Teachers and kids around the country are celebrating this $29 million act of generosity.

DonorsChoose.org is where teachers go to crowdfund classroom supplies and where awesomely empathetic people go to support them.

It's an absolutely fantastic charity and has helped tens of millions of students since its founding in 2000. Current projects on the site include a teacher raising money to buy classroom laptops for students in Worcester, Massachusetts, a push to buy bean bag chairs for a class in Section, Alabama, and more than 22,000 other campaigns.

For one brief moment in late March, there was nothing on the website. Every single campaign was paid for. What seemed like a glitch turned out to be something much better.


Ripple, a cryptocurrency payments company, donated $29 million, fulfilling every active campaign on the site.

"Late Show" host Stephen Colbert announced the donation on air. A big supporter of DonorsChoose, in 2015, Colbert paid off every campaign in his home state of South Carolina, an $800,000 donation. Ripple's $29-million act of generosity took care of more than 35,647 funding requests.

DonorsChoose founder Charles Best posted a video with Ripple senior vice president of marketing Monica Long, giving some more info on how the donation went down.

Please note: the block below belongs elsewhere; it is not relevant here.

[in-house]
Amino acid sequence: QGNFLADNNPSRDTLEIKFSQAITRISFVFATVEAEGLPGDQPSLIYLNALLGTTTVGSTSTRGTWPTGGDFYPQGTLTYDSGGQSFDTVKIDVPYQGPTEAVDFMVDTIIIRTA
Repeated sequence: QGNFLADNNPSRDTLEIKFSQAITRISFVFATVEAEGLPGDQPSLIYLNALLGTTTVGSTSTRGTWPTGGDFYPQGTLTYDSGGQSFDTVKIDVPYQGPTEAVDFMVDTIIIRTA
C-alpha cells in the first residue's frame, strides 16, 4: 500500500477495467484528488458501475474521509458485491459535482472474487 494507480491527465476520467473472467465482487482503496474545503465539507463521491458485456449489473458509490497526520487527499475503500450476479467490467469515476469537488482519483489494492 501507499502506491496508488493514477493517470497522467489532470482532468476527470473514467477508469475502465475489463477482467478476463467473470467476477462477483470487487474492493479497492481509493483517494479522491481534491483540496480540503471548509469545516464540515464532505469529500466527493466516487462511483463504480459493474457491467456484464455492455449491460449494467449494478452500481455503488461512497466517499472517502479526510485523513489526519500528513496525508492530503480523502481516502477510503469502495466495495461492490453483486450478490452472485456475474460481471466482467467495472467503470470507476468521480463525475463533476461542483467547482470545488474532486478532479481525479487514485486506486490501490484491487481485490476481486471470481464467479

#BestSchoolDay 2018: Every Project Funded!

We can’t believe that just happened. With the largest single donation in our history, Ripple just funded EVERY SINGLE CLASSROOM PROJECT on DonorsChoose.org.THANK YOU to Ripple for making it the #BestSchoolDay for 28,000 teachers and over a million students!

Posted by DonorsChoose.org on Tuesday, March 27, 2018

Don't take it from them though. Why not hear directly from some of the teachers whose projects were funded?

Using the hashtag #BestSchoolDay, teachers across the country posted heartwarming videos and notes on social media. Some were on the verge of tears as they posted their videos, and others showed photos of the students who would be helped. There was just a lot of gratitude to go around.

Now imagine what it'd be like if every day was a #BestSchoolDay? Believe it or not, we can make that happen, and here's how.